By the time she arrived her husband was dead, only thirty-two hours after Dan Patch. Like the horse’s death, Will Savage’s was attributed to heart trouble. Marietta Savage immediately ordered that Dan’s carcass be returned to the farm from the taxidermy shop. There it sat in a box for several days, until two caretakers secretly buried Dan Patch along the bank of the Minnesota River in an unmarked grave, among the remains of dozens of other horses. Mrs. Savage swore the care-takers to secrecy, and the exact location of the horse’s resting place was never revealed.
Within two years Marietta Savage had sold off her husband’s pacers and trotters. The farm ceased operations, and the Savage business interests—which then included mail-order catalogues, as well as the horse operation, feed sales, and the railroad—began their long decline. Where the International 1:55 Stock Food Farm stood there’s now nothing but an empty field alongside a busy suburban highway.
No racing horse, not even the great Man o’ War, ever enjoyed the kind of celebrity that surrounded Dan Patch for the better part of a decade. Will Savage saw more in the big mahogany bay stallion than any horseman or businessman had ever seen in any horse; harness racing was still at the pinnacle of its popularity, and Dan Patch and his owner were in their prime at the perfect moment to take advantage of it.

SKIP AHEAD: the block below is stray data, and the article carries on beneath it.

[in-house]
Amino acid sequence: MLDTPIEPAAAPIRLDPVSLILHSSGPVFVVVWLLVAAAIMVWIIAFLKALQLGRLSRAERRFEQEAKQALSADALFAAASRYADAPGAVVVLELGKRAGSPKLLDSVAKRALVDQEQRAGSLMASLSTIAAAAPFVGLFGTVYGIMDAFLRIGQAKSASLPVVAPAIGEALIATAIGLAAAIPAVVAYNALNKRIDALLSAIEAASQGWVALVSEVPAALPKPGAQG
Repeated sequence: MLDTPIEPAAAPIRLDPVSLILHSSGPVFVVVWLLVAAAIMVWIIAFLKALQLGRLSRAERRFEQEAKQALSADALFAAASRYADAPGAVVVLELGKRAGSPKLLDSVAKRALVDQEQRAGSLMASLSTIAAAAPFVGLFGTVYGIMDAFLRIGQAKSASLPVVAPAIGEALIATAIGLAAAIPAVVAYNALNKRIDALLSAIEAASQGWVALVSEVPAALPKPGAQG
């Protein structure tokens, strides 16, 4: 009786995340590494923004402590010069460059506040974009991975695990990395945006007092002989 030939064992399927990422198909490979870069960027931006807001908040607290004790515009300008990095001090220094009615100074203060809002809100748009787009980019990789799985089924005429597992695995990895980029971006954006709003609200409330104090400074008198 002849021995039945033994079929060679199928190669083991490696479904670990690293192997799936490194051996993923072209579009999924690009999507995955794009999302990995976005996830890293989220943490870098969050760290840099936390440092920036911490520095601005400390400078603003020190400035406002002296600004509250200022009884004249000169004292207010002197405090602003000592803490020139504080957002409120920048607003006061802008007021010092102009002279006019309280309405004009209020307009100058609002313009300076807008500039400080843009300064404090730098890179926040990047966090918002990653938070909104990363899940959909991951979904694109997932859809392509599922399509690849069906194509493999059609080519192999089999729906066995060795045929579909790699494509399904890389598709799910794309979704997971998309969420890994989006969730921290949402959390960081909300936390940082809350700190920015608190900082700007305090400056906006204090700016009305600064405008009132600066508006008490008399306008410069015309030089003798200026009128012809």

Commenting upon the phenomenon of Dan Patch, one harness-horse magazine observed that when they came in their tens of thousands to racetracks, state fairs, and the Savage farm, “men, women and children seemed content just to see him—as if he were George Washington or Abraham Lincoln.” As horses go, that is exactly what Dan Patch was.